Here are some details from the e-mail so you can all rejoice with me in my good fortune:

Office of Director of Payment United Nations
United Nations Payment Office Jakarta, Indonesia

This is to inform you about our plan to send your fund to you via cash delivery. This system will be easier for you and for us. We are going to send your contract part payment of US 5.2 million to you via diplomatic courier service. This fund was brought to us from America. It was meant for our local AFEM market. …

Note: The money is coming in two security proof boxes. The boxes are sealed with synthetic nylon seal and padded with machine. … The diplomat attached will travel with it. He will call you immediately he arrives your airport. …

I need your response because the boxes are schedule to leave as soon as you respond. Reply me immediately you receive this message. …

He wants me to send him some personal ID info so they can send the goods. I suppose they wouldn’t want to risk just anybody replying to this e-mail. The problem is that my dear husband has such a suspicious nature. He has never allowed me to send our banking info so I could claim all the millions of dollars and British pounds I’ve inherited at various times through the years.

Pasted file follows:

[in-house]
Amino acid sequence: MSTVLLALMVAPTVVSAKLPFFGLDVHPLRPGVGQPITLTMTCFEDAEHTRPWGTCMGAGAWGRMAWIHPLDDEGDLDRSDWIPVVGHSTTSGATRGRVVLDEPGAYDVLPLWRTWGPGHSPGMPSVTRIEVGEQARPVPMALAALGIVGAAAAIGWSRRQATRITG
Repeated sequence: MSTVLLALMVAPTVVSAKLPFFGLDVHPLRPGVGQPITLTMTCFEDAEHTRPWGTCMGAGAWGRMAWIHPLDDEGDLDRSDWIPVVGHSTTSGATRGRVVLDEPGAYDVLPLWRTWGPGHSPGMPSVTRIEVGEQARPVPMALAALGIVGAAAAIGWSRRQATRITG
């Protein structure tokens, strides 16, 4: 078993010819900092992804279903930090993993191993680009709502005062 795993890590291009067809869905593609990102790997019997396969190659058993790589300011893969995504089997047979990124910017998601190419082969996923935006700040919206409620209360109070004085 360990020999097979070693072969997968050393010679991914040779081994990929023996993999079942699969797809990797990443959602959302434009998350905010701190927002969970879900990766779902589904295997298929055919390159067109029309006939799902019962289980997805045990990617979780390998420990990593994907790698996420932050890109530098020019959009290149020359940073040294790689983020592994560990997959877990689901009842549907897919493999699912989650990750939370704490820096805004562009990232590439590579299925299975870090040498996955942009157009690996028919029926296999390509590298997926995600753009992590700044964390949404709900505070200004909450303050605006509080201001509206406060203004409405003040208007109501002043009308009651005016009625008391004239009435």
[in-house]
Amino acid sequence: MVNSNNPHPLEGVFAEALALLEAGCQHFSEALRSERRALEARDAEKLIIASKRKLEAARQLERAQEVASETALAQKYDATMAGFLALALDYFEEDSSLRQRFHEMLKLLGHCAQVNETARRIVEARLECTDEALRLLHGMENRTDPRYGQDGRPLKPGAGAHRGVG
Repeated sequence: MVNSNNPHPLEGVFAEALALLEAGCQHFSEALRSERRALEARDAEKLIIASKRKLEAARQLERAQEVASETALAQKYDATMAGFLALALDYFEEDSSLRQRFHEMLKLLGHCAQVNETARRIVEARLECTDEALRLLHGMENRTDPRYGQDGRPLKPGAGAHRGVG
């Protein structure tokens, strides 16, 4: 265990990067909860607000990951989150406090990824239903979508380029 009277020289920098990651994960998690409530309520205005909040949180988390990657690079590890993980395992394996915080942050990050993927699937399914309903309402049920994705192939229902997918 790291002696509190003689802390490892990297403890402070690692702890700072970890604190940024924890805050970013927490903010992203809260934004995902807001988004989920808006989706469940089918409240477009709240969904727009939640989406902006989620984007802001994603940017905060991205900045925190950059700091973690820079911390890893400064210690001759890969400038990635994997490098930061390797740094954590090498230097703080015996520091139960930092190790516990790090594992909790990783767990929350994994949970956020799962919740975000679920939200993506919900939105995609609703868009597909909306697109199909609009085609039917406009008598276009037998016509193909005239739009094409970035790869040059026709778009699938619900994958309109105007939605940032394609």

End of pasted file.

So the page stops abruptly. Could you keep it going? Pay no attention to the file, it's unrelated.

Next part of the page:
Can you imagine the size of those boxes, each holding US 2.6 million in cash! I suppose it will all be in thousand-dollar bills? The US doesn’t put out million-dollar bills, do they? At any rate, I’d better call Brinks and arrange for one of their trucks to meet the plane.

One doesn’t wish to look a gift horse in the mouth, but I’m not too sure what we’re supposed to do with this diplomat. What if he has really expensive tastes, like caviar, fresh-caught squid and such like. But since this is the Canadian prairie, maybe he’ll want to try our buffalo steaks? Much more do-able. At any rate I don’t want to waste spend US $1 million just to entertain him.